of a benignant providence I deters
mined to seek sonic hat of retirement
and quint my agitated spirit with thank-
When I gained the c ninence. I fnund
that the view was calculated to heigh
ten and evpanti all the leelings With
which my heart was surcharged to thr
overflow. A few gorgeous cluuds be-
dight in crimson .and purple were sail'
ing in glory along ic melancholy west;
d.rk cypresses Jiung to their tons with
trailing clusters of wild vine colored
with mingled violet amher and omer-
ud stvod in rebel befare the horizon;
v'lnlc" aar on cither hand the gre.it
Mis."iss BP was Peen rolling alng with
"' .nrt" nf n 'liveriiia ndiancc and exhi-b.tiho-
ev:u a' thai .distance: tue tur-
bulent might wl;h makes it scciniue
a prostrate Niagara. At a distance
... !. .ViMm...t. r.fthe view it was
III (.'AUlCA'iui' w
bisf in dark woods at..d r1'3')'
lands; an emblem roofe stfiki.' at the
moment o that obscurity wVh like
the shadow curiam in the vi'ien ftf:r.
z i overhung jhe sirvm- of life
tunc making of the Past a dream and
ot the Fu.ure a vast unknown.
It is impossible to describe the scnsi-
.-'....: . ... !.... ....
IIOI15 Wllllill ailllliaic nil uuou.i. ui uu
American as he looks at this runmnir
" i..i ii.
ocean ana the lotiff long vale tiirougli
. . IT . i
which it rol s. He gazes enward with
the e-o ol anticipation to
taut pcnod.vhcn that aln
the not dis
(able stretcir of landscape shall become
bnslrt with towns and vocal with the
sounds of human industry; when the
busy hum of scholars at their tasks of
artists at their labors ol the husband-
man folding his flocks vr garnering
the rich treasures of. the harvest shall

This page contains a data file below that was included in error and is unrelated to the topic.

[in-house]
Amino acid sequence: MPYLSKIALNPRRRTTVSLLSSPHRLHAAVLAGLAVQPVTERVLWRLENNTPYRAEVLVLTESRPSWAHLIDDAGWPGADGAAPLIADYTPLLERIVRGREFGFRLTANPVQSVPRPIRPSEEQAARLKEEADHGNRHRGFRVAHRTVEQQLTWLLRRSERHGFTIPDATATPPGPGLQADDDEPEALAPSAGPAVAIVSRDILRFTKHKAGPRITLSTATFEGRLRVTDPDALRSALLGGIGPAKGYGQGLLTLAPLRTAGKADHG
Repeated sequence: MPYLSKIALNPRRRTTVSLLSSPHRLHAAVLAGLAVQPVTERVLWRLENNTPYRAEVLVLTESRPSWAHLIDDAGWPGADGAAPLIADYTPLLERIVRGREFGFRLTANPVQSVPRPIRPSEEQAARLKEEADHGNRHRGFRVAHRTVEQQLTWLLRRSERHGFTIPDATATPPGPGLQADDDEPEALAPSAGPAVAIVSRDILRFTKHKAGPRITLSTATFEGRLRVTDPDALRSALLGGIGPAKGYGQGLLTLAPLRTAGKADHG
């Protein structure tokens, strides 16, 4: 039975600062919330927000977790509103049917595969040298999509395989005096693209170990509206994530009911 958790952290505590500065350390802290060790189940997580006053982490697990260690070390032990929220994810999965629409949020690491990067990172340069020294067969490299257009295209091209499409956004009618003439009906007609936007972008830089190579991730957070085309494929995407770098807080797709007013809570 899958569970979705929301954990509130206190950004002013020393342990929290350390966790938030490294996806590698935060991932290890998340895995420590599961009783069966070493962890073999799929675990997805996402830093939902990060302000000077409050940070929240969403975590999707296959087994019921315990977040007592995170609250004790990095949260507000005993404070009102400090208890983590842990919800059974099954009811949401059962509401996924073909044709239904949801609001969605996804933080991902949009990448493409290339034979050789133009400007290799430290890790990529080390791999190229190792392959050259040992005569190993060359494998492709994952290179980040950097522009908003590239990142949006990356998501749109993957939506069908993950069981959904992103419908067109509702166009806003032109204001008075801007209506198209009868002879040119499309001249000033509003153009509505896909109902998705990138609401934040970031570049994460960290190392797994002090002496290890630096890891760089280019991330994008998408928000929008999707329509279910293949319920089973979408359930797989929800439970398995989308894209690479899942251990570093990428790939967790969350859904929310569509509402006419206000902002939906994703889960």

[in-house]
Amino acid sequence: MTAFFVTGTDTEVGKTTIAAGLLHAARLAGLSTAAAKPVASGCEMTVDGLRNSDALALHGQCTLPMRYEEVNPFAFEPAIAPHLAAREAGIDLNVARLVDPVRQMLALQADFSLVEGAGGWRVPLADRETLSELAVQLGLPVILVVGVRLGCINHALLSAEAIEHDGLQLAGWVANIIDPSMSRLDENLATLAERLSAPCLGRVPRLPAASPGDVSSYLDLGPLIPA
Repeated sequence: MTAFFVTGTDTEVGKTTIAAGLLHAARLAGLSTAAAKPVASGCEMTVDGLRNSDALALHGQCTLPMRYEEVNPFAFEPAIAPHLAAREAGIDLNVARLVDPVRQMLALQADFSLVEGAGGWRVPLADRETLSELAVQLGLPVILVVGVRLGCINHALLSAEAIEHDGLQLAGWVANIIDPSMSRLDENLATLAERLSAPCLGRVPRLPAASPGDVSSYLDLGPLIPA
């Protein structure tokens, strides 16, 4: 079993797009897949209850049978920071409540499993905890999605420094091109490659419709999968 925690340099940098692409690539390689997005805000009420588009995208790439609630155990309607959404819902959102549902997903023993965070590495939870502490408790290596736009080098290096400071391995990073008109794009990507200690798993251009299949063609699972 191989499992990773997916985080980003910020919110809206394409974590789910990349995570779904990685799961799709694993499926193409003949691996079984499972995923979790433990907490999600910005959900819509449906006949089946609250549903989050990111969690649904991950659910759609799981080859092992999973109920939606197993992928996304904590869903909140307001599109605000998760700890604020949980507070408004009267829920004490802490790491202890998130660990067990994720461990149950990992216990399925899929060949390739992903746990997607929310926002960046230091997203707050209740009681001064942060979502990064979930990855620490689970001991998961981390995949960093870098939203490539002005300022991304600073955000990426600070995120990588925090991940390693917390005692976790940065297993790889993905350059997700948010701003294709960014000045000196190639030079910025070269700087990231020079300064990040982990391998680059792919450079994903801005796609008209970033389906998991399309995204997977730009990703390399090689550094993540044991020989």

succeed the moanincs of the cypress
nnd the mingled howling3 of roaming
beasts of prey and yet wilder Indians:
whon the light of civilization and reli-
gion shall extend over forests and saw
annahs until the progress of our peo
pie through the dominions of the recedu
ing Abonginese shall bo in the ex-
pressive words of Scripture 'as the
morning spread upon the mountains:
;i great people and a strong; of whom
there hath not been eer the likenei-
iher shall be any more after it te the
cars of many ccneratiene.'
s I turned to survey the prospect
I saw at no great distance from the
snot where I stood a white tent or pa-
vilion surmounted with a parti-colored
flag which was waving te the evening
breeze and on which I read the words.
'The Sxake Eateb.' The tent
was open on one side like a oor bc
fore which there was a curtain en-
ches were placed in an amphitheatri-
cal form before the tent which were
then filling with people. The faint
glimmer of an early lamp was perceiv-
able behind the dark curtain; and mo-
ved with curiosity I bent my steps to-
wards the "assemblage. I paid the re-
quisite sum to the person who kept the
gate of a picket fence which surround-
ed the amphitheatre and took my seat
among the crovd in the open air.
Twilight had now set in and the
s winkling of the stars could be seen' 01.
rhe broad bosom of the Mississippi at
it moved in voiceless solemnity toward
the ocean. The cypresse assume r
;he semblenco ef weird and ghastl;
forms against the sky and the occa
s-ionnlaweep of a belated hawk fron
he far off prairies with his disma
scream gave token that the day hat.
died and that its dirge was sounding.
Presently at the tinkle of a little bell
the curtain ef the tent was lifted. A
young man was seated at a tabic with
glass and apparently subdivided into
twe or more drawers. He seemed
about eight aad twenty years of age:
his face was thin and a leaden wan
ness verspread his features but his
saken eye had that supernatural bright-
ness so often seen in his eyes of the
consumptive. His voice though faint
wa musical uninterrupted ny an oc-
casional cough; aid as he removed his
CrilVnf. nnrl tllrnnrl hie irriuli.indeni'nr
cravat and turned his wrisbands over
the cuffs of his coat he said:
"The company has assembled lo see
the Snake Eater. If any one wishes to